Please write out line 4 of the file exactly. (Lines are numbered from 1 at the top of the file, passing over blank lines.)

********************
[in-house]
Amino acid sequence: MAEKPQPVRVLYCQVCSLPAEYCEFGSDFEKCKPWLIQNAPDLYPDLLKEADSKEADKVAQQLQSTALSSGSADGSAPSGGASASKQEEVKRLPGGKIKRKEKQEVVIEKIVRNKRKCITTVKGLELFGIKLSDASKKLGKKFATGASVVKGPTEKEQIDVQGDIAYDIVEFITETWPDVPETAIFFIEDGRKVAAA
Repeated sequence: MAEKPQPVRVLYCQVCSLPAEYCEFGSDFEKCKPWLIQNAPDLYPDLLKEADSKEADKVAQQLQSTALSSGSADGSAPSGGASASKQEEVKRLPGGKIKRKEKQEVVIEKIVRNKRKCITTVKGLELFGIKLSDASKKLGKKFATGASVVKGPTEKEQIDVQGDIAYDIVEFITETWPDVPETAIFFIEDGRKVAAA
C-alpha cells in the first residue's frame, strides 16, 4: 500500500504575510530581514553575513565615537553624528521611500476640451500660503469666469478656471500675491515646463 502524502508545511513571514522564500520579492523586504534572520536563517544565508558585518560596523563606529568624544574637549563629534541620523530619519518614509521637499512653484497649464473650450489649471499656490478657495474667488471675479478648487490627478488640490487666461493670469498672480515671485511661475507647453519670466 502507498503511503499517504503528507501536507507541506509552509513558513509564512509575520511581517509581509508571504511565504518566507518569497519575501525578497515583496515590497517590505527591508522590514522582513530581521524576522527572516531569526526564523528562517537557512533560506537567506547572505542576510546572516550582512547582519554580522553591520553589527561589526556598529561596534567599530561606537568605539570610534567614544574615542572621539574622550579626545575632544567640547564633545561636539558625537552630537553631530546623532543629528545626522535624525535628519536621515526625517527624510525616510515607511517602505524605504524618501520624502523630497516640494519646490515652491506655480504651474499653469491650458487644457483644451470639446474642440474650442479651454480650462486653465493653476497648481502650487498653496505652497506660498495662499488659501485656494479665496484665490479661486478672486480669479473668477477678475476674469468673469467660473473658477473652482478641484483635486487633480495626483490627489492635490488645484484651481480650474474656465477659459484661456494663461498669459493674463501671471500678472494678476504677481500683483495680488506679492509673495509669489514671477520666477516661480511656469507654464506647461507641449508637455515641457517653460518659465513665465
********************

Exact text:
C-alpha cells in the first residue's frame, strides 16, 4: 500500500504575510530581514553575513565615537553624528521611500476640451500660503469666469478656471500675491515646463 502524502508545511513571514522564500520579492523586504534572520536563517544565508558585518560596523563606529568624544574637549563629534541620523530619519518614509521637499512653484497649464473650450489649471499656490478657495474667488471675479478648487490627478488640490487666461493670469498672480515671485511661475507647453519670466 502507498503511503499517504503528507501536507507541506509552509513558513509564512509575520511581517509581509508571504511565504518566507518569497519575501525578497515583496515590497517590505527591508522590514522582513530581521524576522527572516531569526526564523528562517537557512533560506537567506547572505542576510546572516550582512547582519554580522553591520553589527561589526556598529561596534567599530561606537568605539570610534567614544574615542572621539574622550579626545575632544567640547564633545561636539558625537552630537553631530546623532543629528545626522535624525535628519536621515526625517527624510525616510515607511517602505524605504524618501520624502523630497516640494519646490515652491506655480504651474499653469491650458487644457483644451470639446474642440474650442479651454480650462486653465493653476497648481502650487498653496505652497506660498495662499488659501485656494479665496484665490479661486478672486480669479473668477477678475476674469468673469467660473473658477473652482478641484483635486487633480495626483490627489492635490488645484484651481480650474474656465477659459484661456494663461498669459493674463501671471500678472494678476504677481500683483495680488506679492509673495509669489514671477520666477516661480511656469507654464506647461507641449508637455515641457517653460518659465513665465